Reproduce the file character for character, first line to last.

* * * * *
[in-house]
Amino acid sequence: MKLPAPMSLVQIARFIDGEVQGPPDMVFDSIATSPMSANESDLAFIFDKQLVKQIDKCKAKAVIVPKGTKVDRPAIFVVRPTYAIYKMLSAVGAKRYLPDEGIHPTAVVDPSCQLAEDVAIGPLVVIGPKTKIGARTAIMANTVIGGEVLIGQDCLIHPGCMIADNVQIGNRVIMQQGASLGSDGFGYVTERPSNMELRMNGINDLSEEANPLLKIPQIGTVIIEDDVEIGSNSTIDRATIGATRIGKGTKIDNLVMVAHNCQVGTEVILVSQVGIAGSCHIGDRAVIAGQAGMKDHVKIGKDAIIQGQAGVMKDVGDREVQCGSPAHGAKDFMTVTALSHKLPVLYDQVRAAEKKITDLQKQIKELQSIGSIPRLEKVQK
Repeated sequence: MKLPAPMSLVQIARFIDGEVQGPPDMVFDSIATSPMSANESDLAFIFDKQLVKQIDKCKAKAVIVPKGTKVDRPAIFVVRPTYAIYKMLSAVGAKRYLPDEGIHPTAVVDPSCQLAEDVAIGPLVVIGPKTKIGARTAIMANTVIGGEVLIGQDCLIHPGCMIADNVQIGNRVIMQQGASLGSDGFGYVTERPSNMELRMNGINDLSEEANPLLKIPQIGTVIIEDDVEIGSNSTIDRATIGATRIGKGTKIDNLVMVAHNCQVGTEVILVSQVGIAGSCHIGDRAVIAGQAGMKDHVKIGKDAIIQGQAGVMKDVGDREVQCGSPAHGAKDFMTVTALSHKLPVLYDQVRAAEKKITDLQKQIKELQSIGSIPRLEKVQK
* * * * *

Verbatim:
[in-house]
Amino acid sequence: MKLPAPMSLVQIARFIDGEVQGPPDMVFDSIATSPMSANESDLAFIFDKQLVKQIDKCKAKAVIVPKGTKVDRPAIFVVRPTYAIYKMLSAVGAKRYLPDEGIHPTAVVDPSCQLAEDVAIGPLVVIGPKTKIGARTAIMANTVIGGEVLIGQDCLIHPGCMIADNVQIGNRVIMQQGASLGSDGFGYVTERPSNMELRMNGINDLSEEANPLLKIPQIGTVIIEDDVEIGSNSTIDRATIGATRIGKGTKIDNLVMVAHNCQVGTEVILVSQVGIAGSCHIGDRAVIAGQAGMKDHVKIGKDAIIQGQAGVMKDVGDREVQCGSPAHGAKDFMTVTALSHKLPVLYDQVRAAEKKITDLQKQIKELQSIGSIPRLEKVQK
Repeated sequence: MKLPAPMSLVQIARFIDGEVQGPPDMVFDSIATSPMSANESDLAFIFDKQLVKQIDKCKAKAVIVPKGTKVDRPAIFVVRPTYAIYKMLSAVGAKRYLPDEGIHPTAVVDPSCQLAEDVAIGPLVVIGPKTKIGARTAIMANTVIGGEVLIGQDCLIHPGCMIADNVQIGNRVIMQQGASLGSDGFGYVTERPSNMELRMNGINDLSEEANPLLKIPQIGTVIIEDDVEIGSNSTIDRATIGATRIGKGTKIDNLVMVAHNCQVGTEVILVSQVGIAGSCHIGDRAVIAGQAGMKDHVKIGKDAIIQGQAGVMKDVGDREVQCGSPAHGAKDFMTVTALSHKLPVLYDQVRAAEKKITDLQKQIKELQSIGSIPRLEKVQK